Research staff for MPs, a unique group
I found out about a unique group called “PRS Legislative Research“. This is an independent group dedicated to making parliamentarians better informed, therefore deepening the quality of debates in the process of law making. Website http://www.prsindia.org/
Among the things they do:
PRS produces easy to understand 4-6 pages long Legislative Briefs on a range of Bills. These Briefs are sent to all MPs in both houses of Parliament, about 1200 NGOs across the country, and the top 500 companies. We also email our Briefs to more than 600 people in the media.
PRS Legislative Research is incubated by the Centre for Policy Research.
I found out about this group via an article by its Director C.V.Madhukar that appeared in the Indian Express on Jan 3 , 2007. The article talks about the lack of debate and the “voice vote” culture. Even such monumental bills having deep social impact such as the OBC Quota bill were passed with almost no debate. Article source http://www.indianexpress.com/story/19938.html.
Being an effective Lok Sabha MP can mean very hard work. To make things more difficult, MPs do not have budgets available to hire good research staff. The Parliament library offers an important service by providing, at fairly short notice, clippings of recent newspaper articles to MPs on request. But it is left to the MP to sift through the many clippings and distil his or her arguments. What is even more worrisome is that the world’s largest democracy seems to expect MPs to decide on national policy based on newspaper reports.
A brilliant observation. The newspapers (read main stream media) influence over law making must be reduced. Debates must be conducted on the basis of available facts. Sometimes these facts are not easy to obtain or analyze. As Mr Madhukar says, all steps must be taken to increase budgetary support to each MP to hire research staff. If you have seen US political TV shows like “The West Wing” – you will know what I am talking about. We need our share of ambitious and young research assisstants too.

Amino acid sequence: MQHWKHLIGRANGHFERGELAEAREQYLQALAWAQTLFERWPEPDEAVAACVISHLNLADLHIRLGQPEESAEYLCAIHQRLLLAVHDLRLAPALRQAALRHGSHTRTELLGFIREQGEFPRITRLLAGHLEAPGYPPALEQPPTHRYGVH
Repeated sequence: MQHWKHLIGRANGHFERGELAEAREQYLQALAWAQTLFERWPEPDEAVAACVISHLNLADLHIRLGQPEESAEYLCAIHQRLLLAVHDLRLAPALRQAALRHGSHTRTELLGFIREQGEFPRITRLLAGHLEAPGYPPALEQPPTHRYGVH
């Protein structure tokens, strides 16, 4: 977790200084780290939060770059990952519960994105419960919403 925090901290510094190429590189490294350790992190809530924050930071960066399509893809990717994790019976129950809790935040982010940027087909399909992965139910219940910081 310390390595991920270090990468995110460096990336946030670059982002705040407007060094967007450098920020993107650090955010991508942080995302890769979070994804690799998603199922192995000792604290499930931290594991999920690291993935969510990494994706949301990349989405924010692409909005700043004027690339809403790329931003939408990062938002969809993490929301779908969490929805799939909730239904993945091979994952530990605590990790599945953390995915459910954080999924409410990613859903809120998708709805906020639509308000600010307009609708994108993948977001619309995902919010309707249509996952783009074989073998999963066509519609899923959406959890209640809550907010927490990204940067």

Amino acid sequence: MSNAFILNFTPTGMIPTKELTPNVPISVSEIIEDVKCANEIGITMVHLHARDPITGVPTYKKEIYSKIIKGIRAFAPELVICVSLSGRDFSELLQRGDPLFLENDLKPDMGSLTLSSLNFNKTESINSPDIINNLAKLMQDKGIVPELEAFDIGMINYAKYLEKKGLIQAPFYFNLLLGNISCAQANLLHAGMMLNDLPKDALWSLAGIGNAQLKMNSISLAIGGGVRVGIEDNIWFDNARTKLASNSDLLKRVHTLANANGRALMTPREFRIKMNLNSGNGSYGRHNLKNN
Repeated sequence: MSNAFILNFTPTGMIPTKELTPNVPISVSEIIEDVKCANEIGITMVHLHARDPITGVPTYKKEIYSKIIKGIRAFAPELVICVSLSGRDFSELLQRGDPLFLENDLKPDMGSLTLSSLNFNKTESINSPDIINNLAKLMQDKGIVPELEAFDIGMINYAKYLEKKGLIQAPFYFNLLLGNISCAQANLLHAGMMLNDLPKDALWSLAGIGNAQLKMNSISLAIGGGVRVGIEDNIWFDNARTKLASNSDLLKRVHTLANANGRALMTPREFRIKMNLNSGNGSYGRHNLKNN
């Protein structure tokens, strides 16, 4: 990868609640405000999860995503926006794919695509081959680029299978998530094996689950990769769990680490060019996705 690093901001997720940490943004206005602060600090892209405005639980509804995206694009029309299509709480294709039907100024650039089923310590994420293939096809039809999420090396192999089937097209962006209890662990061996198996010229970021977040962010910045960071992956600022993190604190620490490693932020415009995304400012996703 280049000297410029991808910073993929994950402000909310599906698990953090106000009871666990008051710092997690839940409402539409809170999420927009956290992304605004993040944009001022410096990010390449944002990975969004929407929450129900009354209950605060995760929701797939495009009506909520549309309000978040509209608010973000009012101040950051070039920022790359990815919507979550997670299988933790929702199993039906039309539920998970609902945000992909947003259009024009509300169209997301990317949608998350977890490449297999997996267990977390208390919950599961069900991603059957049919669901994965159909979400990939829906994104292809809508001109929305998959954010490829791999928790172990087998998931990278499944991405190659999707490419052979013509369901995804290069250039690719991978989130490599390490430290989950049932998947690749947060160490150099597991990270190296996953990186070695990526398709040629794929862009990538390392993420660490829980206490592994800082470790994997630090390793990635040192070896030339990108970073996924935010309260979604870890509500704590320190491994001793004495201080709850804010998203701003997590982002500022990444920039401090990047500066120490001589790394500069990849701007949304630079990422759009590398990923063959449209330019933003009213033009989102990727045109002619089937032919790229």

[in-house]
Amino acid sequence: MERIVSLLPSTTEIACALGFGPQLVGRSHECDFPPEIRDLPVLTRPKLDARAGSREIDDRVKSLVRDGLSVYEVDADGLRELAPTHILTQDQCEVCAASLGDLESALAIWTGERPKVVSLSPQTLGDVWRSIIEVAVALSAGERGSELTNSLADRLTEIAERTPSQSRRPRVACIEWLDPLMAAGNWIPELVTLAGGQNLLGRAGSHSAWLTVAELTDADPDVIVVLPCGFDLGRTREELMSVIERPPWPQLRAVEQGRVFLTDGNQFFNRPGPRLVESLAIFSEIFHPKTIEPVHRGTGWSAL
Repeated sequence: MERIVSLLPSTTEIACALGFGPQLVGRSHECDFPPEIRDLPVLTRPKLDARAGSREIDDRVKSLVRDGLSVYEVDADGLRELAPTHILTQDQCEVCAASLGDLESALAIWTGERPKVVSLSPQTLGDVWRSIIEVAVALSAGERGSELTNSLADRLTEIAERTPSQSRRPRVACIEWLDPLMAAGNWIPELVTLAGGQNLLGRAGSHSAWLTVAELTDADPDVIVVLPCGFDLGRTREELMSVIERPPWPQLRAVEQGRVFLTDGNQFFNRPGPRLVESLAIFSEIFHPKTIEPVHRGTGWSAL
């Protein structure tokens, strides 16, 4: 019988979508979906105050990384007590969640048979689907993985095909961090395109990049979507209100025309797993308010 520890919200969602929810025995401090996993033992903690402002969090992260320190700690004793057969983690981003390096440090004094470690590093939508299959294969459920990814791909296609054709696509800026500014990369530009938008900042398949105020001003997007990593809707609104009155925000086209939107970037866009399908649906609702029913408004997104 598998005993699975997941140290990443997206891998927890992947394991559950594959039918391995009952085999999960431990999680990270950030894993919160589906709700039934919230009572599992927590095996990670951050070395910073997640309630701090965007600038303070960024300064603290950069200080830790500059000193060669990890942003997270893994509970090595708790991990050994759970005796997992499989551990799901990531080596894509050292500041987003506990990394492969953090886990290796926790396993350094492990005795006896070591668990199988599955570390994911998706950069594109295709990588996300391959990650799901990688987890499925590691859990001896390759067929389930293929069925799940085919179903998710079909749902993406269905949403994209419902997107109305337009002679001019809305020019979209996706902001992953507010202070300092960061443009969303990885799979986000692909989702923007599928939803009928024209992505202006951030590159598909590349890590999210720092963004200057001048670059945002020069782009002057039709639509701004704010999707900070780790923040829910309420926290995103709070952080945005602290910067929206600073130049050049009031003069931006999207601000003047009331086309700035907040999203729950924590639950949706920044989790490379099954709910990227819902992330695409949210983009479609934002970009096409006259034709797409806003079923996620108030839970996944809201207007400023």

Most bills in Parliament are passed by a voice vote. So there is not even a record of whether a certain MP was present at the time of the passage of a bill. This seems to be an easy one to fix — the Parliament has the technology that allows MPs to push a button to vote on bills.
I am reading quite a bit these days. Very rarely do I come across an article that has me nodding in agreement throughout.
They are looking for public participation in their efforts. I will be emailing them shortly to see if there can be an exchange of ideas between the blogger community and this organization.
PRS is also making significant efforts to reach out to the citizen sector, the corporate sector and the Press
Good work guys.
If you have any comment about upcoming bills, you can post a comment on their website http://www.prsindia.org/bill_list.php
I think this is one of the very few ways the general public can communicate with law makers in India.